But you soon grow out of the phase.

Over the last eight years we’ve added a leadership team and an executive team.

As a result, our staff meetings needed to become something very different.

These days, our staff (about 15 people) meets every other week to celebrate wins (how do we know we’re accomplishing our mission?) and to share general information about what’s happening and clarify anything that’s become unclear.

That may sound trite, but it’s not.

It’s the job of the leader to keep the team healthy, motivated and clear.

If you don’t think thats important, trying serving in an unhealthy, unmotivated and unclear team for a while. You’ll quit.

A few months ago we started short 15 minute huddles a few times a week to connect on our most urgent priorities and keep the team connected (thanks to Chris Lema for the tip). People dial in via video conferencing if they’re working remotely. It keeps a growing team on the same page.

The biggest shift? We don’t make decisions at staff meeting anymore. 

We simply focus on keeping people on mission, on vision, on strategy, healthy and encouraged.

Tips on Adding a Leadership Team

Shortly after launch, as our staff grew, we added a leadership team that consisted of some of the more senior staff.

At first, we used this team to make decisions, but eventually that broke down (when we were about 600 in attendance).

Why? Because the Leadership Team became the bottleneck.

If Leadership Team failed to meet, decisions didn’t get made. If our agenda was too long to cover everything in a meeting, leaders might have to wait a month for a decision. It was a recipe for intransigence.

So a few years ago, we switched to push down decision making. Essentially, we have leaders permission to make decisions, and teams stopped making them.

That’s been a much better process for us. If you’re interested in exactly how we did that and what criteria we use, I outlined that process here.

We kept Leadership Team, but I refocused it to working on the mission rather than in the mission.

When you work on the mission rather than in the mission, your mission tends to advance.

We focused more on reading books together, talking honestly about how things were going and working on medium to long term objectives together.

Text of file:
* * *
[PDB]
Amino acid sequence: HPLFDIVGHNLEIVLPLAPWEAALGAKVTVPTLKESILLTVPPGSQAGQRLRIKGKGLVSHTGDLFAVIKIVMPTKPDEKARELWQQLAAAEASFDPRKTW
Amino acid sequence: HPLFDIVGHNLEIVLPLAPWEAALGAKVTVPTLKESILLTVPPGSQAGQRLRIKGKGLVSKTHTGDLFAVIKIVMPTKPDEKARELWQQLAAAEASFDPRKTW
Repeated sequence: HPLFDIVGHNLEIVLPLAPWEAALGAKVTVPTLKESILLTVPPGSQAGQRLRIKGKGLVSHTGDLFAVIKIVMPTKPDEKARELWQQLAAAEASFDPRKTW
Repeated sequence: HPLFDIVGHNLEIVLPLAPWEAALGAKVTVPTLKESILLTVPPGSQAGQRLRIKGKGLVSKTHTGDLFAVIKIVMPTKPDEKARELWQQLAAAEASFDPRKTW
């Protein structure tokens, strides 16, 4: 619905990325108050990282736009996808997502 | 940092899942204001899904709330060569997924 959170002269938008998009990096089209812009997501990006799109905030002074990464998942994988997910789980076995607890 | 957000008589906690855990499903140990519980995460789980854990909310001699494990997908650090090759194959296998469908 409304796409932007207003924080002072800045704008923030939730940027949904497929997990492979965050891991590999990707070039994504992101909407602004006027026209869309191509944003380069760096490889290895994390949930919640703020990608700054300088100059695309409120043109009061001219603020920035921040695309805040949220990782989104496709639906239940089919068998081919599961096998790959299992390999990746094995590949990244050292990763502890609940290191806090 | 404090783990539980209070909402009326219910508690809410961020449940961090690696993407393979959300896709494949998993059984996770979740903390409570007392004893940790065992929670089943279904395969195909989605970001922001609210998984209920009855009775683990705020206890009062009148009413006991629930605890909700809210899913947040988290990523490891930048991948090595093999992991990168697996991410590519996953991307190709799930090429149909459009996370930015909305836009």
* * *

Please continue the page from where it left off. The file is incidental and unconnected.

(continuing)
Maybe You Need An Executive Team

A few years back, I also created an Executive Team composed of two or three senior staff who began to serve more as a personal advisory team.

Executive Team was created to help me process the most significant directional issues for the church, deal with sensitive HR issues and help us plot out the 30,000 foot issues for the church.

It’s not a decision making body, but obviously, if you want buy-in on decisions and aligned team, it’s a good idea to hash out good ideas until they become great ideas and other leaders own them.

Executive Team has served that function well for us, and it frees up Leadership Team to do what it needs to do and the Staff Team to do what they need to do.

Tips on Restructuring Elders

Of all the groups of leaders who meet, the elders are among the most critical and the most confusing.

In a small church, the elders often govern by managing. Sometimes by micromanaging. That’s understandable (who is going to manage in the absence of staff?), but it’s a bad idea.

If your elders try to micromanage a church beyond 200 people in attendance, they either need to change or you need new elders.

Micromanaging elders will permanently stunt the growth of a church to below 400. It is impossible for a board to stay on top of a church larger than that, and if they insist on doing it, they will never govern a church larger than 400.  Structurally, it’s impossible.

Several things need to change between an elder board and the senior leader as the church grows.

1. Trust needs to deepen with the senior pastor

Trust is the greatest currency a leader has or a church has. The deeper the trust, the more effective the ministry.

The challenge in many churches is the board doesn’t trust the staff, or the senior pastor, or each other. This is horrible.

As the senior leader, you need to either look in the mirror and see if there’s a good reason not to trust you, or move the distrusting elders off the board.

2. Elders need to stop micromanaging